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Interesting philosophy, very nicely written. Lays out evidence through the beginning of each essay, then making a bold conclusion toward the end. Would recommend.
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Excellent edition. The remarks in the Note on the second revised translation concerning the need to be as literal as possible in translation to do justice to the heightened scrutiny of his uses of various terms (the example given here in English is "blue", but I am assuming "mitleid" (pity, compassion, suffering-with) would deserve attention) are quite interesting. I'd be curious to know how Nietzsche's German prose compares with that of Schopenhauer. I take it they were both master stylists.
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"We are unknown to ourselves" (3) writes Friedrich Nietzsche, beginning his work On the Genealogy of Morality with a sweeping statement not just about the human condition, but about the state of Europe at the end of the 19th century. "We have never looked for ourselves" he continues, "so how are we ever supposed to find ourselves?" (ibid.) Nietzsche's famous - or, infamous - belief that Judaism, through Christianity, has bequeathed to the world a "slave morality" that has held the West captive is what this book is about.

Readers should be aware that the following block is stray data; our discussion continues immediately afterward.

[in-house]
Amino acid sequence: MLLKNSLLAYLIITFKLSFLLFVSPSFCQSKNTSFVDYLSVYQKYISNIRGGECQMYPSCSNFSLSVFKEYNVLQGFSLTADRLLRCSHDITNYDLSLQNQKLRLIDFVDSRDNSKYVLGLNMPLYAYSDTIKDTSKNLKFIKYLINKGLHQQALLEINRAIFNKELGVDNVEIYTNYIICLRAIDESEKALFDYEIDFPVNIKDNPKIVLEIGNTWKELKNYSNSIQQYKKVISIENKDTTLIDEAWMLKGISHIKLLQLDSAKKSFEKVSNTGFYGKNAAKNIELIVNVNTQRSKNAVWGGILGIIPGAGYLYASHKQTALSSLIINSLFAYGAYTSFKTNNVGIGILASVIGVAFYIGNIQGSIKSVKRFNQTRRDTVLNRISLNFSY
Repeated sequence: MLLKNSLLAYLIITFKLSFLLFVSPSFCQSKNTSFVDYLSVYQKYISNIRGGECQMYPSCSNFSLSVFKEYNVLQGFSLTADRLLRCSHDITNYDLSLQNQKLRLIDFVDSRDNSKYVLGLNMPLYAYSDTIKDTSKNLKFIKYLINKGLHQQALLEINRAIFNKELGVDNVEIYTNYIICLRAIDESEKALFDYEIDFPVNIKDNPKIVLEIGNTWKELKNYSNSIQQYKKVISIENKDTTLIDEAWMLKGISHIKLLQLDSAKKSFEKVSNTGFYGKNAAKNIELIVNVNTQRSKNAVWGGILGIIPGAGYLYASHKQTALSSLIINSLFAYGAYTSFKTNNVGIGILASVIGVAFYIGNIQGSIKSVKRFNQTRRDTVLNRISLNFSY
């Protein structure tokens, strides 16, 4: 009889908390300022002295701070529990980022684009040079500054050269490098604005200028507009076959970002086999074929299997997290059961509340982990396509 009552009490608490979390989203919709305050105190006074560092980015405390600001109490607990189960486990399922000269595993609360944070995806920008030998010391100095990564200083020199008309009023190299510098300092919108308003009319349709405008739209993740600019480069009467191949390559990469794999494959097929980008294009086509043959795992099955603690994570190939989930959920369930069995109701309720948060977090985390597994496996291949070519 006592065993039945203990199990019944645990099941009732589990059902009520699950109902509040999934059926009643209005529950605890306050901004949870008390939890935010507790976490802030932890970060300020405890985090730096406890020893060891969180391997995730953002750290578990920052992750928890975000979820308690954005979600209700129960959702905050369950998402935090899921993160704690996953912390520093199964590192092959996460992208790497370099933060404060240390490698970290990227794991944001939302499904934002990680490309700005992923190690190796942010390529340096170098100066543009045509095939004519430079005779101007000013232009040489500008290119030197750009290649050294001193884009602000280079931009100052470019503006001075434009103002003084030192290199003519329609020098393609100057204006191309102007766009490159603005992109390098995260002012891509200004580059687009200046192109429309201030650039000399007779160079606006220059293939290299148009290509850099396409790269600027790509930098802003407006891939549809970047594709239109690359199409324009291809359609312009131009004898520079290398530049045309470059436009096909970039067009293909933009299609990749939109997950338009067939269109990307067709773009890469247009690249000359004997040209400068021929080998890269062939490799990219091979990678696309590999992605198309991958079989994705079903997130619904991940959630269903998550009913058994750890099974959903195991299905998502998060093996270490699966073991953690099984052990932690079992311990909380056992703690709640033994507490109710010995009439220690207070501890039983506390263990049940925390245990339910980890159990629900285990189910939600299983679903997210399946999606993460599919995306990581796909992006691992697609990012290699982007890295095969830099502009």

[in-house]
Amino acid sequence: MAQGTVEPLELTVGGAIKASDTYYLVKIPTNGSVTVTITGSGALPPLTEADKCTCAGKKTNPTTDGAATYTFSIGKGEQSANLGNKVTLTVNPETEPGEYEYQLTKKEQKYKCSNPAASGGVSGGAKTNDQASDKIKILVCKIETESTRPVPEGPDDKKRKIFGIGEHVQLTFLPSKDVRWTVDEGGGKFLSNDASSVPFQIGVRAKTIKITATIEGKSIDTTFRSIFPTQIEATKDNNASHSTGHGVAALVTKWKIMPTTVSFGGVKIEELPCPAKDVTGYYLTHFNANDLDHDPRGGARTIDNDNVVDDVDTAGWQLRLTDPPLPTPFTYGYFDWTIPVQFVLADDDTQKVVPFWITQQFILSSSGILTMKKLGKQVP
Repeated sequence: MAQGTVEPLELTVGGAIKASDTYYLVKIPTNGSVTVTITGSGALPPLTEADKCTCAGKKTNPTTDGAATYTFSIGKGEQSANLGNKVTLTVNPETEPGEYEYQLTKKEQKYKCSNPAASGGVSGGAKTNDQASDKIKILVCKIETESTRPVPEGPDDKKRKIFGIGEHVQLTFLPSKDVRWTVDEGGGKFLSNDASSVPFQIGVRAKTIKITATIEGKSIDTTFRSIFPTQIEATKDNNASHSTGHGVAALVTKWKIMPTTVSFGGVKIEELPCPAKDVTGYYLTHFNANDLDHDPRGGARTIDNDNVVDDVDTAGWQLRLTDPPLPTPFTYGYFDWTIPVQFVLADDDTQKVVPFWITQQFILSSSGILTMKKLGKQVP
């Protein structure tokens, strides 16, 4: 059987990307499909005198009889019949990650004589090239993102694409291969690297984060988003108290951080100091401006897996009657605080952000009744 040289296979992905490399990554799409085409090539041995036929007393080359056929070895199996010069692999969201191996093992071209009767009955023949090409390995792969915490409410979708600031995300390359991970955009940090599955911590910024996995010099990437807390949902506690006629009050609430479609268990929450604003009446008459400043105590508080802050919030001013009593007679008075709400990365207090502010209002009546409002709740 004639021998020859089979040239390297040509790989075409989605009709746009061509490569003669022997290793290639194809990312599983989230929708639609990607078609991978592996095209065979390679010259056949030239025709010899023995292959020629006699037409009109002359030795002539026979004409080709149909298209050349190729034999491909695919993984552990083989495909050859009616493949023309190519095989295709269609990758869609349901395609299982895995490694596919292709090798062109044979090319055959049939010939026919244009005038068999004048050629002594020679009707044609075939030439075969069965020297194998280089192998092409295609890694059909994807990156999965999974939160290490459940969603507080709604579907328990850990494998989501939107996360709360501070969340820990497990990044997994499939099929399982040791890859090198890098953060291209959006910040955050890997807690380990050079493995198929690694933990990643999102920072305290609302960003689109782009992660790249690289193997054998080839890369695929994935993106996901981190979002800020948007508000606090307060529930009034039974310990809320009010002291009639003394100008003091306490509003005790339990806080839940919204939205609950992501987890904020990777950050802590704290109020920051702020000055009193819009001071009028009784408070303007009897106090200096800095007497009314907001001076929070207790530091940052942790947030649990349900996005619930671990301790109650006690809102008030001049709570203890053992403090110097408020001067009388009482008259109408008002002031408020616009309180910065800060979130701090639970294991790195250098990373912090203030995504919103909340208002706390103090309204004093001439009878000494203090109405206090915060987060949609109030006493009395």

"[A]ll religions are, at their most fundamental, systems of cruelty" (41) - and they are ultimately perpetuated by priests whose own state of inferiority once upon a time led to a great revolt in the world such that the priests came out on top and the powerful were castigated. One can, in many ways, see the old Protestant polemic against Catholicism now turned against not just Protestantisms, but against all religion in general. In many ways Nietzsche's attack on asceticism is like Martin Luther's, only without any positing of salvation from Christ. Instead, salvation comes from the anti-Christ, who is also an anti-nihilist, that frees people to enact their own "will to power" - an aesthetic creating that pays no attention to distictions between good and evil.

Nietzsche seeks what he terms "the revaluation of all values", particularly in the realm of moral judgment; the aesthetic will to power exists to return us "to the innocent conscience of the wild beast" (25) for "no cruelty, no feast" (46). By claiming that our current conceptions of "good" are ultimately due to the ressentiment of religious persons thousands of years ago, he is able to claim that our current understanding of "good" is really actually the opposite of what it purports to be.
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I found the introduction to Nietzche work fundamental to embar into Nietzche’s reading. The informed explanation of the whole view as well as specifies nuances of Nietzche’s philosophy paved the way for a better understanding and to be critical within a reasonable context. I highly recommend this book for people who, like me, are beginners reading in philosophy.
NC
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Nietzsche is tough but definitely worth reading. I would recommend going through this one nice and slow, section by section. This edition is laid out very nicely.